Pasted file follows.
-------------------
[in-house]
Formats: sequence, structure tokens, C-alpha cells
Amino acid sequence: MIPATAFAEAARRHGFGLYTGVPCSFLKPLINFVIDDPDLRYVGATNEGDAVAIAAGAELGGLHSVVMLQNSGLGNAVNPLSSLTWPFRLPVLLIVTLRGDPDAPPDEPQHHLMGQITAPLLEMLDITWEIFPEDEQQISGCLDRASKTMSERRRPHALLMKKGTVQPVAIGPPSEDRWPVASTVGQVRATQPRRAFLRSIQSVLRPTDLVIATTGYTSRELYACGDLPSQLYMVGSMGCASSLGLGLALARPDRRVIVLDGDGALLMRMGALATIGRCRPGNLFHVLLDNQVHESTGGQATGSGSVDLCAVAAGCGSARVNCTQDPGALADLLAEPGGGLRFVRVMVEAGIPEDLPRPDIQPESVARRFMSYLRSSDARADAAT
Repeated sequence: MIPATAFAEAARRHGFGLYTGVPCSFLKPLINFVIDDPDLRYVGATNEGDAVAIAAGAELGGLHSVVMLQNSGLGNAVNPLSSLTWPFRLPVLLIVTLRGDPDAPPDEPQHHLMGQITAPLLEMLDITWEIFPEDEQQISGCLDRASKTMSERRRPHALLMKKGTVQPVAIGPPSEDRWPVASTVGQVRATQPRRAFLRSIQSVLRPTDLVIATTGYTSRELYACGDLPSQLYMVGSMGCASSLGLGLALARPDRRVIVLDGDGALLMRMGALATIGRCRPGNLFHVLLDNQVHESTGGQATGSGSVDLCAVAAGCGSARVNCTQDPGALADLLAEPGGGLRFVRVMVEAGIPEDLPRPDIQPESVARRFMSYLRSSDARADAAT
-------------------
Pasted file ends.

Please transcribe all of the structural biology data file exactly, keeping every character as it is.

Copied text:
[in-house]
Formats: sequence, structure tokens, C-alpha cells
Amino acid sequence: MIPATAFAEAARRHGFGLYTGVPCSFLKPLINFVIDDPDLRYVGATNEGDAVAIAAGAELGGLHSVVMLQNSGLGNAVNPLSSLTWPFRLPVLLIVTLRGDPDAPPDEPQHHLMGQITAPLLEMLDITWEIFPEDEQQISGCLDRASKTMSERRRPHALLMKKGTVQPVAIGPPSEDRWPVASTVGQVRATQPRRAFLRSIQSVLRPTDLVIATTGYTSRELYACGDLPSQLYMVGSMGCASSLGLGLALARPDRRVIVLDGDGALLMRMGALATIGRCRPGNLFHVLLDNQVHESTGGQATGSGSVDLCAVAAGCGSARVNCTQDPGALADLLAEPGGGLRFVRVMVEAGIPEDLPRPDIQPESVARRFMSYLRSSDARADAAT
Repeated sequence: MIPATAFAEAARRHGFGLYTGVPCSFLKPLINFVIDDPDLRYVGATNEGDAVAIAAGAELGGLHSVVMLQNSGLGNAVNPLSSLTWPFRLPVLLIVTLRGDPDAPPDEPQHHLMGQITAPLLEMLDITWEIFPEDEQQISGCLDRASKTMSERRRPHALLMKKGTVQPVAIGPPSEDRWPVASTVGQVRATQPRRAFLRSIQSVLRPTDLVIATTGYTSRELYACGDLPSQLYMVGSMGCASSLGLGLALARPDRRVIVLDGDGALLMRMGALATIGRCRPGNLFHVLLDNQVHESTGGQATGSGSVDLCAVAAGCGSARVNCTQDPGALADLLAEPGGGLRFVRVMVEAGIPEDLPRPDIQPESVARRFMSYLRSSDARADAAT